Also, our Jewish community has “spoken” loudly with its generous contributions to our various emergency funds for Houston, Florida, Mexico, Puerto Rico (and other island nations), and the fires in the Gorge. We have raised in excess of $50,000 and those dollars have been sent. Here are some examples of where funds from the national Jewish Federation system are being used:

 The Houston Jewish Federation to provide emergency cash assistance, short-term relocation costs for schools displaced by flooding, educational scholarships, replacement of equipment for the JCC seniors program, shipments of kosher food for the holidays, costs to ensure High Holiday services for flooded congregations, capitalization of a new flood related free loan program and as an initial emergency grant for the Federation to deploy as needed. Here is a video taken the day before Rosh Hashanah showing the damage.

• The Beaumont/Port Arthur and Galveston, TX communities received funds to be administered through the local congregations.

• Funding to Florida Federations for food relief and cash assistance.

• The Hebrew Congregation in St. Thomas (USVI) for urgent cash assistance needs in the community.

• Puerto Rico congregations received funds for urgent cash assistance needs. Funds have also been used to supply food, water, and hygiene products.

• Funds for IsraAid to support their deployment in Puerto Rico providing emergency assistance and trauma counseling.

• Support to the Afya Foundation to support the shipping of two containers of medical and construction supplies to Puerto Rico.

• In addition, as reports from the island communities identified a critical need for generators, Federation connections secured 200 generators on their way to the islands.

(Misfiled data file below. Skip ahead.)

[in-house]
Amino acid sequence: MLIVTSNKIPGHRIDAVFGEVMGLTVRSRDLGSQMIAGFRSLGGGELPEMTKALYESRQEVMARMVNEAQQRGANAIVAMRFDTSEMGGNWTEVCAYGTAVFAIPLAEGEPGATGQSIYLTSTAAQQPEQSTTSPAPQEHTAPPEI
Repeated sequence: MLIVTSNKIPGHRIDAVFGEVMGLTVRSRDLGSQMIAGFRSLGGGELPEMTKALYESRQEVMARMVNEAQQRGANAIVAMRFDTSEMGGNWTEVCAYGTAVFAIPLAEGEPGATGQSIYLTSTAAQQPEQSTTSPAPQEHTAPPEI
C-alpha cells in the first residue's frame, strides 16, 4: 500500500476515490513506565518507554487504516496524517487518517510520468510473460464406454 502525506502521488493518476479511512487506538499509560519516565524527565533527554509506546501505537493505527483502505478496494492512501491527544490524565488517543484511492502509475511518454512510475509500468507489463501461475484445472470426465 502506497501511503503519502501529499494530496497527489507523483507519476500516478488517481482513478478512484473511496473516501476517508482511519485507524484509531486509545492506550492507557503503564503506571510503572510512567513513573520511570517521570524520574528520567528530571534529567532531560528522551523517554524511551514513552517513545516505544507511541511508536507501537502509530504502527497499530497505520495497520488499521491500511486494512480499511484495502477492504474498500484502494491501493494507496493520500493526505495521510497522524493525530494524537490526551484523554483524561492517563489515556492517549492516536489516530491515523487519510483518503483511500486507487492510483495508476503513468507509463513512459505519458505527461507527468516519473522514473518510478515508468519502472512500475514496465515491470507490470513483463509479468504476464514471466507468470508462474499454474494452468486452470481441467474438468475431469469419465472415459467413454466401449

• Support services in Mexico to help with earthquake relief.

Contributions can be still be made online here. 100% of your donation will provide relief for those impacted by the disasters.

On a final note, earlier this week, we held our annual Cornerstone Event with lead donors to launch our annual Campaign for Community Needs. Rabbi Joseph Telushkin, renowned author and lecturer, was our speaker and provided incredible insights on Jewish ethics and Jewish values. He shared with us six activities he recommends for everyone to do between Rosh Hashanah and Yom Kippur (as well at all times):

• Light Shabbat candles 

• Recite the Sh’ma prayer each day

• Say HaMotzi (blessing over bread) before each meal 

• Write two checks to charities of your choice. One idea he shared was to donate the cost of the food one would have eaten if not for the Yom Kippur fast to a local food bank.

• When you hear a fire truck or ambulance, say a prayer

• No unfair or hurtful speech about or to anyone during meals

Some simple and excellent ideas as we strive to be better people in the year ahead.

G’mar chatimah tovah – may you be inscribed in the Book of Life and have a meaningful fast.

Shabbat shalom.